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De-escalation is a chief concern for the public and law enforcement communities, according to a review of more than 1,600 public responses to a survey on law enforcement training and discipline put forward by the state's law enforcement training authority.

The Missouri Peace Officers Standards and Training Commission conducted a public survey Aug. 18-26, and on Monday it began discussing takeaways from 1,683 surveys returned.

Commissioner Gary Hill, who is chief of the Lincoln University Police Department in Jefferson City, said, "It appears that our community and police officers have the same concerns. That's huge."

The commission had conducted a survey of law enforcement Aug. 17-24, and last week, it publicly discussed takeaways from the 468 responses returned to that survey.

Platte County Sheriff Mark Owen, who is chairman of the POST Commission, said Monday that de-escalation was the highest-ranked item on both lists of survey results from law enforcement and the public.

Widespread protests following the May death of George Floyd, a Black man, in Minneapolis under the knee of a white officer — and the legislative discussions across the country about police reform and accountability that have followed — led the POST Commission to schedule surveys and listening sessions to hear what law enforcement and the public have to say about training and law enforcement in general.

The POST Commission's duties and powers include establishing minimum standards for basic law enforcement training; setting the minimum number of hours for basic training; establishing continuing education requirements; establishing minimum standards for law enforcement training instructor; and advising the Missouri Department of Public Safety director on law enforcement standards and training.

The POST Commission is not taking action as it reviews survey results, but the responses are shaping what the commission may consider going forward in terms of possible recommendations to make.

Commissioner Emanuel Cleaver III, who is pastor of a Kansas City church, said communities have a perception that "sometimes officers add to the tension, rather than relieve tension in a situation."

Hill said officers are not getting enough practical de-escalation training, and it's also important to make sure officers have enough downtime between calls — especially violent ones — for their mental well-being.

Commissioner Ben Jones — a captain with the Missouri Highway Patrol who serves as the patrol's director of the Recruiting and Community Outreach Division at the agency's Jefferson City headquarters — said having some training to simulate high-stress situations may help law enforcement be more comfortable in such situations.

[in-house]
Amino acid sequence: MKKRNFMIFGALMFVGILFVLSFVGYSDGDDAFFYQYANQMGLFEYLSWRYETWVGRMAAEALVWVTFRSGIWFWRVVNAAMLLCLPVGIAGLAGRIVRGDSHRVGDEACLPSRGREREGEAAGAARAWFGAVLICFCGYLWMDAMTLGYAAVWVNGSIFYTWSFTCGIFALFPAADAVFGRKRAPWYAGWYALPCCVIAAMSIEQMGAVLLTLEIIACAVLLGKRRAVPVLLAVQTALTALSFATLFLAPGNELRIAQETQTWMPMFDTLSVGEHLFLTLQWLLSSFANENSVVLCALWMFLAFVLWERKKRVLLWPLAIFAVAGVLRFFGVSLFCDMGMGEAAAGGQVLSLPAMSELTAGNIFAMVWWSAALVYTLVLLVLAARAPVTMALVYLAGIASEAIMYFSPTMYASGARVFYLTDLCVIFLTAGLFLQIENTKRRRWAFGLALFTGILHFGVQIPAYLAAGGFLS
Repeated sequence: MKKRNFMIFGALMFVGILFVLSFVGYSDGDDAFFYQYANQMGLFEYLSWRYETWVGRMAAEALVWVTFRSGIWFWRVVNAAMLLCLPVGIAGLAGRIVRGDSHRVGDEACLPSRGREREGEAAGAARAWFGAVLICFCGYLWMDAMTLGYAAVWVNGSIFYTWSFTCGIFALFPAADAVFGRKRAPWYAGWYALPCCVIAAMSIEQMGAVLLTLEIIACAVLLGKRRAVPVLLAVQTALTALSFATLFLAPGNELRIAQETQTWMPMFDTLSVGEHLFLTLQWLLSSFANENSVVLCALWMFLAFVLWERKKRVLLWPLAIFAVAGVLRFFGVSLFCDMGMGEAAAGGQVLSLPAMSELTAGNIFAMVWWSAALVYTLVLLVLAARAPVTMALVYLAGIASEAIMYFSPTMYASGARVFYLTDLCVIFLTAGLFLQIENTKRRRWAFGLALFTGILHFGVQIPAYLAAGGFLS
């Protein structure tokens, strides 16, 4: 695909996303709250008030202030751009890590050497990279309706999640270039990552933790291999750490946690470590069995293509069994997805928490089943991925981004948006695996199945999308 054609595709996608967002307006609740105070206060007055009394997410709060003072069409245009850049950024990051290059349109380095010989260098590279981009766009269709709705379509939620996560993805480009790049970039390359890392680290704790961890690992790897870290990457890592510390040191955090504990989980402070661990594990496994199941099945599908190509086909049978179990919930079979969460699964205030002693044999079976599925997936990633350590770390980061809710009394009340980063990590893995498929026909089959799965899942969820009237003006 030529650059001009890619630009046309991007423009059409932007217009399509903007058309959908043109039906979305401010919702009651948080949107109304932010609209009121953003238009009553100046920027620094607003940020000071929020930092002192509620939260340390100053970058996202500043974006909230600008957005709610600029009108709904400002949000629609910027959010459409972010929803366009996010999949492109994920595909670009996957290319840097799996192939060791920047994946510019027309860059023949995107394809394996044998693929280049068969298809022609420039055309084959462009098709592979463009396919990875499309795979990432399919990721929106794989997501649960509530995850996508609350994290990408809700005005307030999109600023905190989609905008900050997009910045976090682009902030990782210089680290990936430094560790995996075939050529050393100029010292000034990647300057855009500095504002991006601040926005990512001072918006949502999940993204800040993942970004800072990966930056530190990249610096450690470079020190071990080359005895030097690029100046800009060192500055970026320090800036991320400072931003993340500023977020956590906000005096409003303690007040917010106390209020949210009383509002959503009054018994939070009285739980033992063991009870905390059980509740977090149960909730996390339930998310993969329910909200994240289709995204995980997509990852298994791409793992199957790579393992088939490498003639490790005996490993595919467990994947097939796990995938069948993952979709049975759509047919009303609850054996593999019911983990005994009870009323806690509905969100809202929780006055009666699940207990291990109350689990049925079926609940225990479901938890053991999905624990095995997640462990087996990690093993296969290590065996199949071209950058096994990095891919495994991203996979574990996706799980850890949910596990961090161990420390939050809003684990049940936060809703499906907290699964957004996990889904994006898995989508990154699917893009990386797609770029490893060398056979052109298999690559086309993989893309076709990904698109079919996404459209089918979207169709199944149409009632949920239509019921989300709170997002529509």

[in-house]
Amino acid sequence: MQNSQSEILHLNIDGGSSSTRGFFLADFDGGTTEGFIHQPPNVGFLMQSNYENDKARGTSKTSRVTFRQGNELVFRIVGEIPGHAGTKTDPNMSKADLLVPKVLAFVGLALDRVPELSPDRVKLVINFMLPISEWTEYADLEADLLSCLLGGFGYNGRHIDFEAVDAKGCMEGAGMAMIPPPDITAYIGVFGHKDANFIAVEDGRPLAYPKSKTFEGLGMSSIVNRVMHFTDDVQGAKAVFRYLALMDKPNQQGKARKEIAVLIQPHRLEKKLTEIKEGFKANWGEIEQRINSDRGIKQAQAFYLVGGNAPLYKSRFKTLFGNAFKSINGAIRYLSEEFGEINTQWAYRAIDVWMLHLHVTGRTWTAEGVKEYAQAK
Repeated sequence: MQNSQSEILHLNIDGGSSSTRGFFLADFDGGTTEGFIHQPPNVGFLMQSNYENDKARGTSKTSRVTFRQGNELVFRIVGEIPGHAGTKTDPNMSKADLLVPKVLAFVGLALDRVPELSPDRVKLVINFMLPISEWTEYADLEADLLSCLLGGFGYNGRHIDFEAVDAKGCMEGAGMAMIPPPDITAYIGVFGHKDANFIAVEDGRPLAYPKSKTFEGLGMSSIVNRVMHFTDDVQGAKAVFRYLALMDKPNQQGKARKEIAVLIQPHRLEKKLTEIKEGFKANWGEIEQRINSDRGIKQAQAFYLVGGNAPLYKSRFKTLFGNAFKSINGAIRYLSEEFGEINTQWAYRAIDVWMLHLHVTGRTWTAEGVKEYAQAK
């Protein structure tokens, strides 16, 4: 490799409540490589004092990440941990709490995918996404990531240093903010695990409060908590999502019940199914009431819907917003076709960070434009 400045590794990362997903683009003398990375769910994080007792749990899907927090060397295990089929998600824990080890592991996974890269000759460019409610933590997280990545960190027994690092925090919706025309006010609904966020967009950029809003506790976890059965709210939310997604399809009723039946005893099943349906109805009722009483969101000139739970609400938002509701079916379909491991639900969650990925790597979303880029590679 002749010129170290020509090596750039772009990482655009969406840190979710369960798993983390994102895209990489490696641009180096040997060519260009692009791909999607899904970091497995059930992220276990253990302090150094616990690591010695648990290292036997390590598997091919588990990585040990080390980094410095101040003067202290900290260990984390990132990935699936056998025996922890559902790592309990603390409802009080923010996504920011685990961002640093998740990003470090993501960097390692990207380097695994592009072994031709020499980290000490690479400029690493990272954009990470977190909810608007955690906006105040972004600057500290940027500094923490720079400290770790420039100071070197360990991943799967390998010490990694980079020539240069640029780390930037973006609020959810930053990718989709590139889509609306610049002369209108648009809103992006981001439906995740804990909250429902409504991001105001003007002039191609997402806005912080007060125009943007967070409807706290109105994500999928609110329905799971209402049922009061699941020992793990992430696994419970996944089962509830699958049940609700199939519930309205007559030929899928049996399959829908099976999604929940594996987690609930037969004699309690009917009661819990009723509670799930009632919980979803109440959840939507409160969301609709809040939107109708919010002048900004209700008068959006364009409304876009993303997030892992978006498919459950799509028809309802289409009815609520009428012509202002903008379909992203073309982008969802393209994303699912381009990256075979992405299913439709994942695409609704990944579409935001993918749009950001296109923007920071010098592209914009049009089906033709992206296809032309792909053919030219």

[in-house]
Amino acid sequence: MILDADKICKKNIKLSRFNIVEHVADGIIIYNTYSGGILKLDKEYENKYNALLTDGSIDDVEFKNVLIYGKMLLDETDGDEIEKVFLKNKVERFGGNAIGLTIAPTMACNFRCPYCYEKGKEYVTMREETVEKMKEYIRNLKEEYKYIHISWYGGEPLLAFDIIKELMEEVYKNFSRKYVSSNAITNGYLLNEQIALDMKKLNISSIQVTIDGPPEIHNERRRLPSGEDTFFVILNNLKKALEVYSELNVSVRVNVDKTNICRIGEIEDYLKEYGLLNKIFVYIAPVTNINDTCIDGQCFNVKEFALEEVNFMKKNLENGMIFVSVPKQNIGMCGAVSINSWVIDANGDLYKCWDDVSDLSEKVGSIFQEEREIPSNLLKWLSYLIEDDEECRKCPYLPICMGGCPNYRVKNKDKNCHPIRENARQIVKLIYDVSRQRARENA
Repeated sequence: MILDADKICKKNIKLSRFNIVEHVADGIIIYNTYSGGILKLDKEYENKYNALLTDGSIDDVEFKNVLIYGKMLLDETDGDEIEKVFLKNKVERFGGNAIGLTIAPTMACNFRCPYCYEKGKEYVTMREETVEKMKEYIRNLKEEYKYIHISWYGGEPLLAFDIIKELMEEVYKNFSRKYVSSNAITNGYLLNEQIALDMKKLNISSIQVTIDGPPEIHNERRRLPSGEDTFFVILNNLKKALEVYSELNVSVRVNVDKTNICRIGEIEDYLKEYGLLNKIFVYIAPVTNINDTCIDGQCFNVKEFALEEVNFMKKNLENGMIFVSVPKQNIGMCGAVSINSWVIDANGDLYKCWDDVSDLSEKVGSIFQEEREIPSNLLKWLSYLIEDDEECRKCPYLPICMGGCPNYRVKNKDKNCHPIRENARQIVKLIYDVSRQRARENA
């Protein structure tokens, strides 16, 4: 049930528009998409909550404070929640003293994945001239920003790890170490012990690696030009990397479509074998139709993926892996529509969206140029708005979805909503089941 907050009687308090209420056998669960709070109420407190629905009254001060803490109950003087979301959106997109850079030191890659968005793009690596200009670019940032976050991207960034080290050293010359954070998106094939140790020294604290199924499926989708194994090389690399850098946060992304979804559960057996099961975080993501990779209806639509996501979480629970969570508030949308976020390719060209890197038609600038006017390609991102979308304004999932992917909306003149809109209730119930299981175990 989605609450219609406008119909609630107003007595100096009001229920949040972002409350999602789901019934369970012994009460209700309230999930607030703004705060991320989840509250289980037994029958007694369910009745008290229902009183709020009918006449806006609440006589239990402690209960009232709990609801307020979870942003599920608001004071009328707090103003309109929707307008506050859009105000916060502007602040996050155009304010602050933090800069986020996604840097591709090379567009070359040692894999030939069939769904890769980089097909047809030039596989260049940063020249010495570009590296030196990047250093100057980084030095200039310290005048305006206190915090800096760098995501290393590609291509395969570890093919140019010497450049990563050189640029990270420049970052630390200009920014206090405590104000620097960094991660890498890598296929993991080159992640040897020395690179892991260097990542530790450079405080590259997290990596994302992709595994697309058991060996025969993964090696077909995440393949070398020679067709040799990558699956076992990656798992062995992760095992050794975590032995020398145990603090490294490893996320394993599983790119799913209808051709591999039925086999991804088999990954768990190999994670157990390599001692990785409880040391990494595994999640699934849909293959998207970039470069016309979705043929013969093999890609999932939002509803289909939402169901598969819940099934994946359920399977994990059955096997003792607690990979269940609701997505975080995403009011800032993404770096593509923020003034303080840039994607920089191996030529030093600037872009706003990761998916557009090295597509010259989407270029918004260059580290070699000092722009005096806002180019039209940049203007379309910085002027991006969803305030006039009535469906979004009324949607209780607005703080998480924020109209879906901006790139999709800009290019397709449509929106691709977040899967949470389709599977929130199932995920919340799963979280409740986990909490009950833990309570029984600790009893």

Hill said while that training may be expensive, it could be something law enforcement agencies collaborate on — splitting the cost to send one or two officers.

Community engagement, disability awareness training for officers, the use of force, the process of reporting misconduct and a need to have more officers were also topics that were brought up during discussion of the public survey results.

In terms of who participated in the public survey, 41 percent of the results were from suburban areas, 38 percent were from rural areas and 21 percent were from urban areas.

St. Louis and the northeast area of the state had the highest percent of responses, at almost 40 percent. Mid-Missouri provided 23 percent of the results; Kansas City, 17. 5 percent; and much of the rest were from Cape Girardeau and the southeastern part of the state.

Racially and ethnically, 80.1 percent of the public survey respondents were white; 10 percent preferred not to identify themselves; and 5.25 percent were African American or Black.

The commission is having another virtual listening session this week to review the public survey results.

That discussion will be at 2 p.m. Wednesday.

Two phone lines for those virtual discussions have been set up to handle a total of up to 1,000 listeners, though comments during the sessions will have to be made to an email address to be provided at the beginning of each session. A WebEx link is also being provided for people to listen on their computers.

The phone numbers and access codes for calling in to listen and the websites and event passwords for the WebEx option are available at dps.mo.gov/news/newsitem/uuid/f3ab4521-3424-4315-b832-f9b97d75f79c.

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